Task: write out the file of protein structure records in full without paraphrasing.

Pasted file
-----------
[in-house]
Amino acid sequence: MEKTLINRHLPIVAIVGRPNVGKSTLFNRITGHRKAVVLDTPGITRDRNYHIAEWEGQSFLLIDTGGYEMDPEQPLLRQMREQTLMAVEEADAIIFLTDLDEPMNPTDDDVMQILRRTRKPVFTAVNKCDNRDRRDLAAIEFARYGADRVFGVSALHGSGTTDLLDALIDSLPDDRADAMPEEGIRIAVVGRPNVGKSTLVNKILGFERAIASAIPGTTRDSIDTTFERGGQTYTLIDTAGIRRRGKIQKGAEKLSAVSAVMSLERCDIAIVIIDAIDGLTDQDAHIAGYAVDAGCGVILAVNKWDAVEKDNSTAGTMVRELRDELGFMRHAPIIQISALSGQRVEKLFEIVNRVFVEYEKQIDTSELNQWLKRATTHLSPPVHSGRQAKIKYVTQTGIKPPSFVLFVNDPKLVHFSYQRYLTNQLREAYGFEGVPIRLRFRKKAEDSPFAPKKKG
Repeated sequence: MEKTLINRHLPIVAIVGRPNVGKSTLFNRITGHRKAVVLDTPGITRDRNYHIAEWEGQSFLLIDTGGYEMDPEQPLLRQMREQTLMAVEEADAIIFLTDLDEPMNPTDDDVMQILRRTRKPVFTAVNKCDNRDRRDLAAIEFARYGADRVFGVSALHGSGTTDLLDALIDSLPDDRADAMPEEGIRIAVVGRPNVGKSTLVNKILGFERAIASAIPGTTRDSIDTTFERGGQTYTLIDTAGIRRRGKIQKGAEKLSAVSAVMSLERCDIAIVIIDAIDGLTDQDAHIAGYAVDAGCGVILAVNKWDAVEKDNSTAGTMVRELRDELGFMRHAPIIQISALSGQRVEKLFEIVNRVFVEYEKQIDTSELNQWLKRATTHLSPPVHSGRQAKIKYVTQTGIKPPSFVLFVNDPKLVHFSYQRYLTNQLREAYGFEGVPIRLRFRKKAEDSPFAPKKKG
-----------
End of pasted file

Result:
[in-house]
Amino acid sequence: MEKTLINRHLPIVAIVGRPNVGKSTLFNRITGHRKAVVLDTPGITRDRNYHIAEWEGQSFLLIDTGGYEMDPEQPLLRQMREQTLMAVEEADAIIFLTDLDEPMNPTDDDVMQILRRTRKPVFTAVNKCDNRDRRDLAAIEFARYGADRVFGVSALHGSGTTDLLDALIDSLPDDRADAMPEEGIRIAVVGRPNVGKSTLVNKILGFERAIASAIPGTTRDSIDTTFERGGQTYTLIDTAGIRRRGKIQKGAEKLSAVSAVMSLERCDIAIVIIDAIDGLTDQDAHIAGYAVDAGCGVILAVNKWDAVEKDNSTAGTMVRELRDELGFMRHAPIIQISALSGQRVEKLFEIVNRVFVEYEKQIDTSELNQWLKRATTHLSPPVHSGRQAKIKYVTQTGIKPPSFVLFVNDPKLVHFSYQRYLTNQLREAYGFEGVPIRLRFRKKAEDSPFAPKKKG
Repeated sequence: MEKTLINRHLPIVAIVGRPNVGKSTLFNRITGHRKAVVLDTPGITRDRNYHIAEWEGQSFLLIDTGGYEMDPEQPLLRQMREQTLMAVEEADAIIFLTDLDEPMNPTDDDVMQILRRTRKPVFTAVNKCDNRDRRDLAAIEFARYGADRVFGVSALHGSGTTDLLDALIDSLPDDRADAMPEEGIRIAVVGRPNVGKSTLVNKILGFERAIASAIPGTTRDSIDTTFERGGQTYTLIDTAGIRRRGKIQKGAEKLSAVSAVMSLERCDIAIVIIDAIDGLTDQDAHIAGYAVDAGCGVILAVNKWDAVEKDNSTAGTMVRELRDELGFMRHAPIIQISALSGQRVEKLFEIVNRVFVEYEKQIDTSELNQWLKRATTHLSPPVHSGRQAKIKYVTQTGIKPPSFVLFVNDPKLVHFSYQRYLTNQLREAYGFEGVPIRLRFRKKAEDSPFAPKKKG